December 17, 2005

Family Tales: Coming of Age. Gradually.

This morning the Vampire awoke with a scratchy throat and a hoarse voice with which he announced in deep yet Cassandra-like tones, "This does not Bode Well."

The prediction of doom might have had its intended dramatic effect, had it not been dropped into a room full of parents who had suffered from stress-related insomnia for much of the night and were at that point stubbornly determined to remain as inert as possible. The Vampire, professional that he is, was not deterred by eyes tightly squinched shut or by protesting moans and covers pulled over greying heads.

"I don't think I can do justice to my part today. Today. The last day of performance. The day that we have our biggest audience. In just a couple hours."

There's a reason he's an Actor. This kid has never once missed an opportunity for a dramatic entrance. Arriving nearly two weeks after his due date,
and having survived my third trimester cancer surgery and an excruciatingly long and painful labor, he stopped breathing and wound down like a little neglected clock ten minutes after his birth. Of course, he did it in such an aesthetically beautiful manner that we almost missed our chance of stopping the impending Exit.

I was less patient with the theatrics this morning, but I made the mistake of blearily peering at my son's wilting form. He took it as encouragement. Ten minutes later his father was hotfooting it out the door to purchase fresh ginger, lemons and cough lozenges, and I was boiling water and getting out the honey.

The kid's voice and throat were well enough during his final performance of this particular run (see the group reprise their performances in the Twin Cities Fringe Festival next summer).

He couldn't let his dire prediction go unfulfilled, however.

He forgot whole stretches of lines/action. Enough to cut out around 15 minutes of a one-hour show, much to the dismay of several of his fellow performers, who missed their own lines and scenes as a result. This wasn't deliberate - the bits he forgot were among the most funny and original bits he'd developed for his part, and the funniest.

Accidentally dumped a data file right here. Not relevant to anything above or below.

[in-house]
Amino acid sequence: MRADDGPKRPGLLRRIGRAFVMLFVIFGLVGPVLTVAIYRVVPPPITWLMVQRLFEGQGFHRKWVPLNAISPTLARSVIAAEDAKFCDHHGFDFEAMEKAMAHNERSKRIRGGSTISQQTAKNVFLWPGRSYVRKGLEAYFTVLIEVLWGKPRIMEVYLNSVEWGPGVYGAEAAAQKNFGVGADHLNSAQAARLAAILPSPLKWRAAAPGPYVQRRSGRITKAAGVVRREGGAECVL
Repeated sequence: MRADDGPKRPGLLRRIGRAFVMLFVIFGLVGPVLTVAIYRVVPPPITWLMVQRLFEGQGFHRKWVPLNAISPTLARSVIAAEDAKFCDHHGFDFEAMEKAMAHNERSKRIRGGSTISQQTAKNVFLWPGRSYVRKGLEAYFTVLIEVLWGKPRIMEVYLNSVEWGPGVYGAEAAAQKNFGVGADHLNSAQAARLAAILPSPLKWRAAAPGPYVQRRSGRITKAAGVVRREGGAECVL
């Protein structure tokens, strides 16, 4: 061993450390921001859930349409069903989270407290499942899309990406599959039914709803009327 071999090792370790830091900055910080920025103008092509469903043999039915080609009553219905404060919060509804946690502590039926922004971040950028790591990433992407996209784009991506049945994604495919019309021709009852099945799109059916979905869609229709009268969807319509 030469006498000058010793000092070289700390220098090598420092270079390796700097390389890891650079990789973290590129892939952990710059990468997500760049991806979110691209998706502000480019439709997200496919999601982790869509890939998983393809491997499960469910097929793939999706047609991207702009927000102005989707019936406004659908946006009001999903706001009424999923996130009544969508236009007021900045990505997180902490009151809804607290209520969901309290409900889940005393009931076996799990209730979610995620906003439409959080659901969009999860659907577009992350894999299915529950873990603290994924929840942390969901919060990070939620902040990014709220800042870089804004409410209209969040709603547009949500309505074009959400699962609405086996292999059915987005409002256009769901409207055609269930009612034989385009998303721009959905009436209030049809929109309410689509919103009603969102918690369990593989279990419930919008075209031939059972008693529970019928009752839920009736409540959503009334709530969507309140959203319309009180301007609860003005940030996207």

He’d psyched himself into the dreaded Self-Fulfilling Prophecy.

You wouldn’t have known anything was wrong from his performance – he handled the whole thing very professionally. When he exited the stage, however, his hand was thrown over his eyes and he announced in sepulchral tones, “I Suck.” He hid somewhere until his next entrance, at which point he again performed with aplomb.

Even when he again forgot some lines.

Flashback: The last time he forgot his lines was two years ago, when he had a solo that led into a chorus by nearly the entire cast.

He got through the first verse, but in the middle of the second (similar to the first, but just dissimilar enough that...) he forgot which version of the words came next, and...

Froze. Completely, on the spot, mouth open, facing the dismayed and frozen faces of his castmates. There was a LONG moment of horrified silence, eventually filled with the Vampire’s soft (but audible to all the little kiddies sitting up front), "Oh, Shit..."

The Vampire doesn’t publicly swear. Other parents often comment on his rather formal and mannerly demeanor. But this was a moment of extreme duress.

Senior thespian Andy (bless his generous and quick-thinking heart) sang out the Vampire's next line, and the song went on. We in the audience who knew the play and song were very aware of what had happened, but I doubt that anyone else had noticed that there was anything out of the ordinary going on.

Except for the delighted kiddies up front...

The Vampire, however, was devastated. He had never before forgotten a line. This might seem a small thing for an adolescent actor under normal circumstances, but the Vampire has been performing publicly since he was in preschool, and he'd never missed a line or a mark during an actual performance. It had never occurred to him that such a thing was possible.

The first thing he heard backstage was harsh criticism from one of the oldest (and most talented) boys in the group. He immediately burst into tears and fled to the green room.

(Note: to be fair, the older boy in question apologized the next day)

Luckily it was time for the intermission. The rest of the cast very kindly gathered to comfort their comrade, recounting stories of the times that they, too, had experienced similar disasters. By the beginning of the next scene, the Vampire had recovered his composure and soldiered through the rest of the play.

But it took a long time before he was able to go back onstage with a fair degree of confidence, and he’s never quite lost the resulting pre-performance jitters. Before that night he’d never had a moment of stage fright. He’ll likely never have a performance without, again.

Flash Forward: After the play was over, the Vampire stopped by our seats to say hello and never once mentioned either the forgotten lines or his sore throat. There were no excuses and no theatrics. We wouldn’t have known about his feelings on the matter if his director hadn’t approached us during strike and asked us to convey her reassurances and empathy to him. When asked, his castmate and Lady Fair told us that he’d been “a little upset, but now he’s fine.”

Even accounting for his desire to appear manly for his Lady Love’s sake (and the sake of his own dignity), this is a significant advancement in maturity for our Vampire. An inkling of the man that he will be.

We’re proud. And a little dismayed. We don’t feel prepared for his next Big Exit…


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